Norwalk, Conn. - Financial reporting authority Leslie F. Seidman, CPA, has been named to replace John K. Wulff on the Financial Accounting Standards Board. Having literally written the book on financial instruments, Seidman joins the board at a time when it continues to struggle with a broad and complex project on that very issue.
“I’m very excited, just delighted to be joining the board when there’s such broad support for high-quality financial reporting,” Seidman said. “I’m hoping to draw on my prior experience in both industry and in standard-setting to help tackle the very complicated issues that are before the board today.”
Seidman, who received a B.A. in English before pursuing an M.A. in accounting, is the author of “Miller Financial Instruments: A Comprehensive Guide to Accounting & Reporting,” which was published in November 2002.
Some 800 pages long, the book is an analysis of over 400 pieces of accounting literature that address financial instruments. It organizes the extant hierarchy of standards and comments by topic, each stated simply and backed up by practice aids and pointers.
“My work on this book is an ideal background for FASB’s financial instruments project,” Seidman said. “We’re seeing no end in sight for financial instrument issues. A new interpretation on the consolidation of special purpose entities has been issued, and I think we’ll have a few implementation issues to iron out. They also have the fair value of financial instruments project, which they’re dealing with in phases, and we’ve got a few phases ahead of us. I’m looking forward to coming up with solutions that are practical and understandable.”
Her experience consolidating data for “Miller Financial Instruments” should also prove useful to the board as it continues a project to organize and consolidate the country’s many manifestations of generally accepted accounting principles.
Seidman said that she wants to work with industry to hear their concerns in pursuit of solutions that are good accounting but that can be easily understood and implemented. She recalled her work at J.P. Morgan & Co., where she was vice president of accounting policy before most of the standards on financial instruments had been issued.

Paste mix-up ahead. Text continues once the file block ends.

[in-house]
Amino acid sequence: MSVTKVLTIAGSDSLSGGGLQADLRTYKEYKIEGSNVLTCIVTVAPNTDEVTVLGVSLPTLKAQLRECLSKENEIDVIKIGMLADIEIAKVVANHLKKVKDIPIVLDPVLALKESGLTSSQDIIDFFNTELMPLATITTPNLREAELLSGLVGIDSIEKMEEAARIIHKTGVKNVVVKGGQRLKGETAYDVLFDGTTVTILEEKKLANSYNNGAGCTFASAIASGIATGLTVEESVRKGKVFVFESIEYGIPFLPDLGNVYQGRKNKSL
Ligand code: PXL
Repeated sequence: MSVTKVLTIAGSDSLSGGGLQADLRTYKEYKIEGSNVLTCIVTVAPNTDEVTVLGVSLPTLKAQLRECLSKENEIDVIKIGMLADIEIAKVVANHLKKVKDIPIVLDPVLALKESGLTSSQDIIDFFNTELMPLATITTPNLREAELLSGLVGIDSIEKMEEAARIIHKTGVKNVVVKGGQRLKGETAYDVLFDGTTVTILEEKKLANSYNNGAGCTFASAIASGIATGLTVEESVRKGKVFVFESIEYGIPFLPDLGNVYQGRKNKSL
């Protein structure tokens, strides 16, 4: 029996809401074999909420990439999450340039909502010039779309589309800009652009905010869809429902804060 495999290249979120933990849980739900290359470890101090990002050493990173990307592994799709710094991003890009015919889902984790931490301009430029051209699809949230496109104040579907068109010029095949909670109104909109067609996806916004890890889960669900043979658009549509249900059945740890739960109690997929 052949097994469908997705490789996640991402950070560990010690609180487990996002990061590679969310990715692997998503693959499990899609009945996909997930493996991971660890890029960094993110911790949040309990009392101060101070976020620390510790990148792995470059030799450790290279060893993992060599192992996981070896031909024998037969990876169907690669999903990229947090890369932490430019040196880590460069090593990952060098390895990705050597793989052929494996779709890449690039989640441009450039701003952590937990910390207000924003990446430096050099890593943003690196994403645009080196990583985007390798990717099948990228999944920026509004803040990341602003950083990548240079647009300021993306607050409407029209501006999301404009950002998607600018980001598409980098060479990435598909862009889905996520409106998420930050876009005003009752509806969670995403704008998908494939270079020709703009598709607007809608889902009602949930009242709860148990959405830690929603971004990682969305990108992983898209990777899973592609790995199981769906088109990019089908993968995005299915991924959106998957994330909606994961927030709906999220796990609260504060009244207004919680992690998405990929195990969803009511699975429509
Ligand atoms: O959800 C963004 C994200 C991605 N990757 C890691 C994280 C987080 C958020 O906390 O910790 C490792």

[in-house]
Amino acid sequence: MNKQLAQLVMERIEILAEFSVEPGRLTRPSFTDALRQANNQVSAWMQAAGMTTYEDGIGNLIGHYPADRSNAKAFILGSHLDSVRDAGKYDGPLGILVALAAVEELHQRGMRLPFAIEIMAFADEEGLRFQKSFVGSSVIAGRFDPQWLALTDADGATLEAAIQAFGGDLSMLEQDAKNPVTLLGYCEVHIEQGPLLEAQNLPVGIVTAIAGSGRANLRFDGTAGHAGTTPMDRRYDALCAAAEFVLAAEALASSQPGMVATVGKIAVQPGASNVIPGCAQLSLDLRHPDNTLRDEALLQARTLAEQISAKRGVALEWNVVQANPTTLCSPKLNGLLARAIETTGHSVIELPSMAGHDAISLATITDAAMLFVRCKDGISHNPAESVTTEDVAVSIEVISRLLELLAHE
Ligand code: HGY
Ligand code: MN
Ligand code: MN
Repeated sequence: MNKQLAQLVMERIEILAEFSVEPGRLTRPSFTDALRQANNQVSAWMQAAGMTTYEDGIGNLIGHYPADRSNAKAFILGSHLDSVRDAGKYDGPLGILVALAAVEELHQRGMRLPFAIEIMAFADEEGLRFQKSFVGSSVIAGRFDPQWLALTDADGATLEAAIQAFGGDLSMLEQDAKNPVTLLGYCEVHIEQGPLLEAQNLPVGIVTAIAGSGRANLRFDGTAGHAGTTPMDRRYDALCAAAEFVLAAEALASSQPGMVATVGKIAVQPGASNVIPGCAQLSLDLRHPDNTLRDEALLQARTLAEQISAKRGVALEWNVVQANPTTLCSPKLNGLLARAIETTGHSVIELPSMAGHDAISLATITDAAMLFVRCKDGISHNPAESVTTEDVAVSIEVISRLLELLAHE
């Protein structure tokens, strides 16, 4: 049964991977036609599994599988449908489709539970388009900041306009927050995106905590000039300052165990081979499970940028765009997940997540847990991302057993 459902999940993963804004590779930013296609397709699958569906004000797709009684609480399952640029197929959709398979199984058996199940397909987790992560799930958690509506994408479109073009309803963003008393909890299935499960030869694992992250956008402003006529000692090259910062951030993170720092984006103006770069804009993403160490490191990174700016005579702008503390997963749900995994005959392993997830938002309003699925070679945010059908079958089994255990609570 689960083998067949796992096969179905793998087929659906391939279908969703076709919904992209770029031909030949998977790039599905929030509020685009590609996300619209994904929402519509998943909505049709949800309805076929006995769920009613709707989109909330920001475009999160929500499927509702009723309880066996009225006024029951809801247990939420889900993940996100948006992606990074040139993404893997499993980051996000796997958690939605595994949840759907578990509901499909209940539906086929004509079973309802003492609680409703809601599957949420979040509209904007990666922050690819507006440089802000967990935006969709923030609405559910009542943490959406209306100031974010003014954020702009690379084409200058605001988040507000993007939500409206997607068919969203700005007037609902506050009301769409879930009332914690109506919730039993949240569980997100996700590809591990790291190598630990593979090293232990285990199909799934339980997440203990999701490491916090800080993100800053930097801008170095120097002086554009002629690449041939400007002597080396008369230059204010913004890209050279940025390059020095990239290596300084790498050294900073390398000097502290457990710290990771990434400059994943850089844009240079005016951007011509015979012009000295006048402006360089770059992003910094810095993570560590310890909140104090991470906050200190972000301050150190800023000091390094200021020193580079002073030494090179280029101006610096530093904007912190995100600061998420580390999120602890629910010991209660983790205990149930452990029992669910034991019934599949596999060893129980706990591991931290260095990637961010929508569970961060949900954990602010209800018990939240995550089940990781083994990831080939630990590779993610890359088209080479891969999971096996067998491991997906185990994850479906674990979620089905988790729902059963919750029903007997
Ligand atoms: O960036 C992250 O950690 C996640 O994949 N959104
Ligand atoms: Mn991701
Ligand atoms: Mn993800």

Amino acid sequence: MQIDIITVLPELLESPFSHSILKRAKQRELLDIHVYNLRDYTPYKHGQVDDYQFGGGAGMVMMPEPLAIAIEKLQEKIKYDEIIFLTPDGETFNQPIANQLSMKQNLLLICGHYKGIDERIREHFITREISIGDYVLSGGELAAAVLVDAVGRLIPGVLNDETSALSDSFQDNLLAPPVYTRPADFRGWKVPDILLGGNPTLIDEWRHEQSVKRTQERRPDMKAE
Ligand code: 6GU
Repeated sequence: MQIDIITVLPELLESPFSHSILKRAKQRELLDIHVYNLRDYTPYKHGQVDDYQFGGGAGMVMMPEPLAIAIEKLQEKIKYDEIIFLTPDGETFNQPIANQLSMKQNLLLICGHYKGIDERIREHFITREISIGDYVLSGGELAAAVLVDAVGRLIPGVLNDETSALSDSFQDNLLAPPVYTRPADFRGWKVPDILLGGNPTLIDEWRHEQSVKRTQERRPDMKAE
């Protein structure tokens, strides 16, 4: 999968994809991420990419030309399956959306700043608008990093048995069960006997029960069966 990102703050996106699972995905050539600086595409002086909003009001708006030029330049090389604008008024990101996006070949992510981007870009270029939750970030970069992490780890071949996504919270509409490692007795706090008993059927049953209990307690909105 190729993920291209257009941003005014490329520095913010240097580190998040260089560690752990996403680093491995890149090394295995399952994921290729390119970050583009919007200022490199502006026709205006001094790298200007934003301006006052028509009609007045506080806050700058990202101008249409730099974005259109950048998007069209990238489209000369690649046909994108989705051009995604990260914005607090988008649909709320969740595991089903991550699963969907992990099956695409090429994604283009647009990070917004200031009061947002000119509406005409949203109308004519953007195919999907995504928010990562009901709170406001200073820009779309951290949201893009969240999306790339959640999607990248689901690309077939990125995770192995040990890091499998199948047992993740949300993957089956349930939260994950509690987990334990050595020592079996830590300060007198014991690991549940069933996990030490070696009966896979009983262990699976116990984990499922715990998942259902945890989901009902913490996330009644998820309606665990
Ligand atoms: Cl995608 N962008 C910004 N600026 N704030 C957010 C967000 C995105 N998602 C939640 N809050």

“We were dealing with financial instrument issues before the standard-setters were,” she said. “We had to look at precedent and try to come up with what we thought was the right way to go.”
Her career could not have aimed more directly at a position on the board that sets the country’s accounting standards.
At J.P. Morgan, Seidman monitored developments at FASB and other standard setters. To help her in that capacity, the company sent her to FASB headquarters in Norwalk for a temporary assignment as an industry fellow. She loved the work there, resigned from the bank, and stayed with FASB for five years, first joining the board’s support staff as a project manager, then as assistant director of research.
With an urge to expand her experience, apply her new knowledge to new assignments, and write a book, Seidman left the staff to start her own consultancy in Fairfield County, just a few minutes from FASB headquarters. For the past two years, she has provided global corporate and financial institutions with such consulting services as accounting policy analysis, training and education, and technical writing.
“We’ve got such complicated issues, and accounting is so in the spotlight right now, that I feel it’s an ideal time for me to become involved again and try to make a contribution,” she said.
When Wulff indicated his intention to resign just two years into his five-year term, the Financial Accounting Foundation, which oversees FASB, appoints its members and secures its funding, called Seidman back. Starting on July 1, she will complete Wulff’s term. She will be still eligible for two more five-year terms. Wulff left FASB to pursue a post in the corporate sector.
Mitch Danaher, assistant comptroller at GE and a member of FASB’s Emerging Issues Task Force, worked with Seidman when he was an industry fellow at the board.
“I think very highly of her,” he said. “She understands the complex transactions we do every day, has a good grounding in accounting theory, and is able to bridge the gap between the two.”
On the CPA side, David Kaplan, managing partner of consulting services at PricewaterhouseCoopers, worked with Seidman when he was chair of the Accounting Standards Executive Committee and she represented FASB in the development of AcSEC standards.
“I worked closely with Leslie in the development of accounting standards, and I developed a great respect for her,” Kaplan said. “She’s very bright, and has a wonderful handle on accounting and accounting literature. She’s very knowledgeable about accounting and reporting matters, and she takes a good and practical perspective on the very difficult issues that we all deal with.”
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